TagWashington D.C.

Bike lane news around the country

In other bike lane news around the country:

  • Kansas City, Missouri, now has two bridges with separated and protected bike lanes. A concrete barrier separates a combined walking and biking path from traffic.
  • Chicago’s door lane network grows a little more with new door lanes on Grand Avenue and Illinois Street. Downtown is in the most need of bike lanes so these should be useful (although I advocate for ones going through the Loop).
  • Separated bike lanes again under attack in New York City, this time on Columbus Avenue. It was only installed in August.
  • Washington, D.C., installed bike boxes and contraflow bike lanes (in August 2010) on a diagonal street at a six-way intersection (we have tons of six-way intersections in Chicago). John Allen, notable for his stance on bikeways and how they conflict with traffic engineering principles, approves of the design. In theory, contraflow bike lanes next to parallel parking lanes are good (and better than door lanes) because (1) the door to open is the passenger’s door, which opens less often than the driver’s door; (2) the person opening the door and the person riding the bike are staring at each other; and (3) if a person riding a bike collides with the door from the oncoming direction, the collision should be less damaging  to the person riding the bike. (You can thank former Mayor Adrian Fenty and former transportation commissioner Gabe Klein, and their staff, for these improvements to the bikeway network.)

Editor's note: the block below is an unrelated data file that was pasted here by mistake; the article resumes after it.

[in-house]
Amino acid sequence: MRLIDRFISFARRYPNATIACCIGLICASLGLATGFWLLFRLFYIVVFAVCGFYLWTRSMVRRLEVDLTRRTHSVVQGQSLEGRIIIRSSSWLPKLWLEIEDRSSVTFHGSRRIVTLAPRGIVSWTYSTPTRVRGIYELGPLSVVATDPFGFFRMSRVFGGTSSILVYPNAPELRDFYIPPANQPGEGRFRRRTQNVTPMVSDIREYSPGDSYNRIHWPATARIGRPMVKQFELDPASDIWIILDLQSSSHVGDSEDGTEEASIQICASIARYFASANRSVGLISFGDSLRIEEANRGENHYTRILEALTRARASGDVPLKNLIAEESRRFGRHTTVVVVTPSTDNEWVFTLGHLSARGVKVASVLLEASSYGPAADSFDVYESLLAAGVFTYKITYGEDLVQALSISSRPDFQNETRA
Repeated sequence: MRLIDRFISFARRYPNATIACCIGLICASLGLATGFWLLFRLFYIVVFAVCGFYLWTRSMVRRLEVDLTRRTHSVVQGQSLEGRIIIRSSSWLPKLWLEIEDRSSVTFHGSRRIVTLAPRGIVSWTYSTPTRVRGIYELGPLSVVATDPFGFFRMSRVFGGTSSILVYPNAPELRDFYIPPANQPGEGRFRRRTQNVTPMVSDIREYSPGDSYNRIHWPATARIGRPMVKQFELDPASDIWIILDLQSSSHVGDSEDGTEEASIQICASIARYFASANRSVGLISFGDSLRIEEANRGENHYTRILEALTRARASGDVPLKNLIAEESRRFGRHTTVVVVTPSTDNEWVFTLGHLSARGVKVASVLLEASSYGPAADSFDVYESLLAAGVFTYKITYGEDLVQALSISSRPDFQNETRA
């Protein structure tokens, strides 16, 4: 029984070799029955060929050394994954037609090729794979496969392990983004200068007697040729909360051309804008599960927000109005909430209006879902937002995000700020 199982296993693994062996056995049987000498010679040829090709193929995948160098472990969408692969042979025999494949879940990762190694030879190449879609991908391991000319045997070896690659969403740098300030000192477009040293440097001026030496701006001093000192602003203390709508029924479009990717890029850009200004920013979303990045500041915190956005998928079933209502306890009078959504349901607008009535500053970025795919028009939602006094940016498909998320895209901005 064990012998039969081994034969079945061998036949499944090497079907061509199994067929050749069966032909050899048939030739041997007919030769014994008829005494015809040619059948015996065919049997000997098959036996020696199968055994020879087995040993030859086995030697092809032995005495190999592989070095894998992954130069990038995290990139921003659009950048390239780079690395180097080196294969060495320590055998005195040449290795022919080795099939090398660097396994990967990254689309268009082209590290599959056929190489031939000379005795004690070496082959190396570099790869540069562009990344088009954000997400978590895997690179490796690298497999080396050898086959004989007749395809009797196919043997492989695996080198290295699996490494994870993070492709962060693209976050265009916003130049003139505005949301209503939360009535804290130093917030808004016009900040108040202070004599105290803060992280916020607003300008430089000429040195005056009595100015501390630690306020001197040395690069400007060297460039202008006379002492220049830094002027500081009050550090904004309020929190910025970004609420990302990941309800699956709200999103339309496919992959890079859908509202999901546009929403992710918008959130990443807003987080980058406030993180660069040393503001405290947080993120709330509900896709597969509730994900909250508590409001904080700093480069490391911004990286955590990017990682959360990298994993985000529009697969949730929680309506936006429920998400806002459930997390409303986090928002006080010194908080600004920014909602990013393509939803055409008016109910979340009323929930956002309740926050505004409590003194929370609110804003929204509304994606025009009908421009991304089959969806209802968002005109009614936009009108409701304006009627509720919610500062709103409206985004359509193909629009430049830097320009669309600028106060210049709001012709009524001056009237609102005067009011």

The new door lanes in Chicago on Grand Avenue (as well as Illinois Street) involved a road diet, the narrowing or removal of main traffic lanes. You can see how a lane was removed – the stripes demarcating the two lanes have been ground out. This may reduce traffic speed and reduce confusion and collisions, a welcomed change. Watch a video of the bike lane striping being applied.

In Washington, D.C., a unique and adapted bike lane design for a diagonal street where it crosses two other streets at a six-way intersection. Another way to demonstrate what a bicycle lane could do.

Washington, D.C.

Washington, D.C., is where laws and funding decisions are made that affect our daily lives. We would be smart to pay attention to news that comes from here.

Photo by Jonathan Maus of BikePortland.org. “Gary Fisher telling US DOT Sec. Ray LaHood (and I paraphrase), ‘Look at this turnout… look at all these people here supporting bikes!’ “

Yesterday, Ray LaHood (Secretary of the Department of Transportation), fresh from his “tabletop speech” at the National Bike Summit, announced a big change in federal transportation funding and project selection policy.

The United States DOT says in “Policy Statement on Bicycle and Pedestrian Accommodation Regulations and Recommendations” that the recommended actions were created based on already existing law and regulations.

I hope this policy change has the authority of your mom telling you not to eat cookies because she made them for a neighbor – and if you do get a couple, you’ll see the consequences in the form of a wooden spoon.

Why should we be “Collecting data on walking and biking trips”? Well, we might get the wooden spoon if we don’t, but “Communities that routinely collect walking and bicycling data are able to track trends and prioritize investments to ensure the success of new facilities.”

The document does remind readers that the Secretary (or more likely, his designee, a project reviewer) “has the authority to withhold approval for projects that would negatively impact pedestrians and bicyclists under certain circumstances.”

Found via Active Transportation Alliance. More photos.

© 2017 Steven Can Plan

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